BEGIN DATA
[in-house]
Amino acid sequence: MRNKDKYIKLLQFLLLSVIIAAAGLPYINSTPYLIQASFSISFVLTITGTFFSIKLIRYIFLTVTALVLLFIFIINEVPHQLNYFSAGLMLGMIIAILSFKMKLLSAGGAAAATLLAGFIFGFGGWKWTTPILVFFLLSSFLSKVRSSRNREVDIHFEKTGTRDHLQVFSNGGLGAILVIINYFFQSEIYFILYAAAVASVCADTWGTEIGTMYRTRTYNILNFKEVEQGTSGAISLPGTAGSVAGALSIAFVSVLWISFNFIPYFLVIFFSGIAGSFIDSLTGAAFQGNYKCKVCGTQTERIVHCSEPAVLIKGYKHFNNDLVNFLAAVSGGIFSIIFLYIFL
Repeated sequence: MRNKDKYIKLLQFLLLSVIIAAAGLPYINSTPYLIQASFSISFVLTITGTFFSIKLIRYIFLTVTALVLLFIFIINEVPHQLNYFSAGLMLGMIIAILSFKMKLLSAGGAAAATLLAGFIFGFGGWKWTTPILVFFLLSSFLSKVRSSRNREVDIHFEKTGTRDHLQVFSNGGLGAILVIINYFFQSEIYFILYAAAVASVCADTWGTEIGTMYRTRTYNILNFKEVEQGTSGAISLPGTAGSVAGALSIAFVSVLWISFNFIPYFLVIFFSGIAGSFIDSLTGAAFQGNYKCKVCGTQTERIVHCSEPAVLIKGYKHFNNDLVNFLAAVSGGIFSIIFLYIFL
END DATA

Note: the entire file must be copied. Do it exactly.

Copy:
[in-house]
Amino acid sequence: MRNKDKYIKLLQFLLLSVIIAAAGLPYINSTPYLIQASFSISFVLTITGTFFSIKLIRYIFLTVTALVLLFIFIINEVPHQLNYFSAGLMLGMIIAILSFKMKLLSAGGAAAATLLAGFIFGFGGWKWTTPILVFFLLSSFLSKVRSSRNREVDIHFEKTGTRDHLQVFSNGGLGAILVIINYFFQSEIYFILYAAAVASVCADTWGTEIGTMYRTRTYNILNFKEVEQGTSGAISLPGTAGSVAGALSIAFVSVLWISFNFIPYFLVIFFSGIAGSFIDSLTGAAFQGNYKCKVCGTQTERIVHCSEPAVLIKGYKHFNNDLVNFLAAVSGGIFSIIFLYIFL
Repeated sequence: MRNKDKYIKLLQFLLLSVIIAAAGLPYINSTPYLIQASFSISFVLTITGTFFSIKLIRYIFLTVTALVLLFIFIINEVPHQLNYFSAGLMLGMIIAILSFKMKLLSAGGAAAATLLAGFIFGFGGWKWTTPILVFFLLSSFLSKVRSSRNREVDIHFEKTGTRDHLQVFSNGGLGAILVIINYFFQSEIYFILYAAAVASVCADTWGTEIGTMYRTRTYNILNFKEVEQGTSGAISLPGTAGSVAGALSIAFVSVLWISFNFIPYFLVIFFSGIAGSFIDSLTGAAFQGNYKCKVCGTQTERIVHCSEPAVLIKGYKHFNNDLVNFLAAVSGGIFSIIFLYIFL